Table Of Contents
- What is the “fatal: not a git repository (or any of the parent directories): .git” Error?
- How to Fix the “fatal: not a git repository (or any of the parent directories): .git” Error?
- 1st Fix: Execute Git Init
- 2nd Fix: Initialize Your Repository
- 3rd Fix: Check the Directory or Initialize a Repository
- 4th Fix: Setup Your Repository Properly
- Forum Feedback
In this post, we provide 4 fixes for a common error when you’re trying to create a Git repository.
If you’re using the Git program, there could be some instances where you’ll come across a number of errors, especially when creating a Git repository. One of these errors come in the form of this message:
fatal: not a git repository (or any of the parent directories): .git
If you’re fairly new to Git, then this might sound overwhelming for you. Fortunately, there are a few quick fixes you can follow to resolve this problem. We’ll try to tackle as many of them as possible to provide you with a working fix so you can get rid of such error.
What is the “fatal: not a git repository (or any of the parent directories): .git” Error?
The “fatal: not a git repository (or any of the parent directories): .git” error is a type of error which can come up each time you create a Git depository or try to add an existing repository to github.com. Some users reported encountering this error when entering a command and the website prompted them to put into the terminal.
There can also be instances where they’ll encounter the error when remote adding a Git repository into their local machine. In fact, there can be various causes for this error. That said, there are a few quick fixes for this.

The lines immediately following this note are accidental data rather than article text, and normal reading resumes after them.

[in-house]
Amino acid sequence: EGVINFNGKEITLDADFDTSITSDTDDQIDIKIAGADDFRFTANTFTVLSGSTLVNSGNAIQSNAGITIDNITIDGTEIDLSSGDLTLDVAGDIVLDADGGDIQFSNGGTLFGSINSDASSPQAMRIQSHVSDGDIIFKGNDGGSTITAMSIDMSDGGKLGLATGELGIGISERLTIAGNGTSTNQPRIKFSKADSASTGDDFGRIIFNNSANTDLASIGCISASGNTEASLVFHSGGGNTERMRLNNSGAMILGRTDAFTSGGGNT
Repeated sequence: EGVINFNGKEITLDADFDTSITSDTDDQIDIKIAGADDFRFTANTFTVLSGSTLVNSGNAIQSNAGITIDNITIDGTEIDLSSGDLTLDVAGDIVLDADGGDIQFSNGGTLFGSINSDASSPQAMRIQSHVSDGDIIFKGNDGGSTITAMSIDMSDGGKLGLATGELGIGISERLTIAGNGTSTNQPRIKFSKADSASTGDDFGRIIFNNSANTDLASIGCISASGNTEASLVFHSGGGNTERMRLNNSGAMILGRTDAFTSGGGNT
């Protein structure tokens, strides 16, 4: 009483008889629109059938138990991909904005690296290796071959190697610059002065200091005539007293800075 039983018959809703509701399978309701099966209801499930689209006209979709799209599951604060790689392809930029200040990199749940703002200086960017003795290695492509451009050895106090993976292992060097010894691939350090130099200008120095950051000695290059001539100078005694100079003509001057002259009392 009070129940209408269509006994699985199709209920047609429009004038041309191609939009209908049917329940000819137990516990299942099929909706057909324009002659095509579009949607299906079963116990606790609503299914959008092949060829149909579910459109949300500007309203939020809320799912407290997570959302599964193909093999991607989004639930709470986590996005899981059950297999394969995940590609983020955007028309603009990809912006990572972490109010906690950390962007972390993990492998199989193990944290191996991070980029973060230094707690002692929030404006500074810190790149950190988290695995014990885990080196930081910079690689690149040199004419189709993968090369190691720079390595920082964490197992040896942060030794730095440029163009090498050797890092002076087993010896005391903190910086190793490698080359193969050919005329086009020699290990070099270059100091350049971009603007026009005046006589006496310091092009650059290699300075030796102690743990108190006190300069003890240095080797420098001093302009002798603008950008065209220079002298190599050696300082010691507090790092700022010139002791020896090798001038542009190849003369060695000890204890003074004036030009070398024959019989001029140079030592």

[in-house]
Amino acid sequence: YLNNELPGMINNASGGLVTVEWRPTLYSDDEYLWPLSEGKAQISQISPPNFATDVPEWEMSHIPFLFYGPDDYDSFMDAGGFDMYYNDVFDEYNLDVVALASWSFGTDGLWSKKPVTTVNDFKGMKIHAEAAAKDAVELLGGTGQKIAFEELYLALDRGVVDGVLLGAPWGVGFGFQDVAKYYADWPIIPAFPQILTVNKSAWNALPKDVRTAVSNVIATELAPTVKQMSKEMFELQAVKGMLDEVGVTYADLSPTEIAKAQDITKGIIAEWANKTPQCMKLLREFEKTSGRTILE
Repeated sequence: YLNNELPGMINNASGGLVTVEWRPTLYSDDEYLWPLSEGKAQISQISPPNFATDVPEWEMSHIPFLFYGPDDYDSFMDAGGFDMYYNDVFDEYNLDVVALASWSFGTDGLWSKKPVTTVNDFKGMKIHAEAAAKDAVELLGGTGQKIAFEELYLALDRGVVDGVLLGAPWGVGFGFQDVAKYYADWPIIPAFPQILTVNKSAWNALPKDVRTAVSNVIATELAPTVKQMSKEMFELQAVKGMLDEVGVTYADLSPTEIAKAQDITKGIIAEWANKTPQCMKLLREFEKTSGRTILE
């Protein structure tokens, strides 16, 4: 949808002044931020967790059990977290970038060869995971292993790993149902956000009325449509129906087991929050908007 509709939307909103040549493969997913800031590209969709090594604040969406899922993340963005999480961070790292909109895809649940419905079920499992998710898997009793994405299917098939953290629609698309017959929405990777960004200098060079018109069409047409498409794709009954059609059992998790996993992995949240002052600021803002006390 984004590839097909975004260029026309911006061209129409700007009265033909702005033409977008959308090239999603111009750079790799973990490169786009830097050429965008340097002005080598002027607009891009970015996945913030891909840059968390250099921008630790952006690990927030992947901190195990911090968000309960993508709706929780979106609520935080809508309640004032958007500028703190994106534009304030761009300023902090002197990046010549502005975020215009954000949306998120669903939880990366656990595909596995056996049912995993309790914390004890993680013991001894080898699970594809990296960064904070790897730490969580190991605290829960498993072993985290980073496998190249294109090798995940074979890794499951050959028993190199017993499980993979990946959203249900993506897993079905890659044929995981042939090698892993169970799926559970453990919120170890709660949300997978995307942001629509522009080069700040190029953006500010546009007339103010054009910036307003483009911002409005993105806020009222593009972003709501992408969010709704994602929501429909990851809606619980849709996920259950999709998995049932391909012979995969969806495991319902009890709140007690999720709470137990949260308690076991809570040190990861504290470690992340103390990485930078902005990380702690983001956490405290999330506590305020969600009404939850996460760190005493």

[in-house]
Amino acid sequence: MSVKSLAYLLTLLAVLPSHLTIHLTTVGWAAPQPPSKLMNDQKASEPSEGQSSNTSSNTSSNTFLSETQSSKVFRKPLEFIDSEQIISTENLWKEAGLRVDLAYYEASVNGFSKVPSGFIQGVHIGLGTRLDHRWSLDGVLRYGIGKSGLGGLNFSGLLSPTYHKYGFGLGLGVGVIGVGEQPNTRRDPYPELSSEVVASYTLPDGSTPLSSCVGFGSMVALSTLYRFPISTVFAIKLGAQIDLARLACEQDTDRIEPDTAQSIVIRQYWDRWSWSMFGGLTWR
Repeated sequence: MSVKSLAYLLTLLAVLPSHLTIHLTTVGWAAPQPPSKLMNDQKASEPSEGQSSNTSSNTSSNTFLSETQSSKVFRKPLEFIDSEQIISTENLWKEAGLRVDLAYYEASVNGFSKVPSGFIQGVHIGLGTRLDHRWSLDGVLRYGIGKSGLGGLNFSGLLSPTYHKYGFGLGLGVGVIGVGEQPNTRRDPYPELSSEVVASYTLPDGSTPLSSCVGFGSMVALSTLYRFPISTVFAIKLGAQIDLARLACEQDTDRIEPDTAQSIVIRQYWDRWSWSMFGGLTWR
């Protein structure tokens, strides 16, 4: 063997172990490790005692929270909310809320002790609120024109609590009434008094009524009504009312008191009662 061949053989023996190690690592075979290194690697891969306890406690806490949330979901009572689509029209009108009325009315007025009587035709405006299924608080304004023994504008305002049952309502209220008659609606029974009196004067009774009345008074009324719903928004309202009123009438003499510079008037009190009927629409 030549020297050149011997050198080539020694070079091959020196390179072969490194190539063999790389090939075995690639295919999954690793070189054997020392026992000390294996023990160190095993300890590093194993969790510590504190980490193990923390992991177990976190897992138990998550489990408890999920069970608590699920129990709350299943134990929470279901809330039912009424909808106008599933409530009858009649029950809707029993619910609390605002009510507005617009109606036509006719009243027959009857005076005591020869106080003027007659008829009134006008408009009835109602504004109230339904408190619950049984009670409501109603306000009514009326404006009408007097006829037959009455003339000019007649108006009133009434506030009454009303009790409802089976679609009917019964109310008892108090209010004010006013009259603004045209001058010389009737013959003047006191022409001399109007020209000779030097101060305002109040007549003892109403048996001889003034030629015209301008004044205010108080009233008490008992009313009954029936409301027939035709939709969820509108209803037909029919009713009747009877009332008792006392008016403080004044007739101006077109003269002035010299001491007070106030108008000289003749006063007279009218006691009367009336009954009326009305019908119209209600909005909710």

How to Fix the “fatal: not a git repository (or any of the parent directories): .git” Error?
Resolving this specific git error can be a bit technical, but as long as you follow the steps, you’ll have a higher chance of fixing it.
1st Fix: Execute Git Init
The first fix we’re going to try is one which is provided by the Knowledge Base at Cloud Ingenium. This applies if you’re using a third-party website such as BitBucket for adding private Git repositories for free (considering that GitHub has some fees for doing so).
According to them, in order to add your repository to BitBucket, you’ll have to follow this instruction:
git remote add origin https://[email protected]/UserName/Project-Name.git
git push -u origin –all # pushes up the repo and its refs for the first time
git push -u origin –tags # pushes up any tags
Unfortunately, this resulted in the “fatal: not a git repository (or any of the parent directories): .git” error. Fortunately, this problem can be easily fixed. Here’s how:
- Start your local repository with a Git repository which is empty.
- After that, execute git init.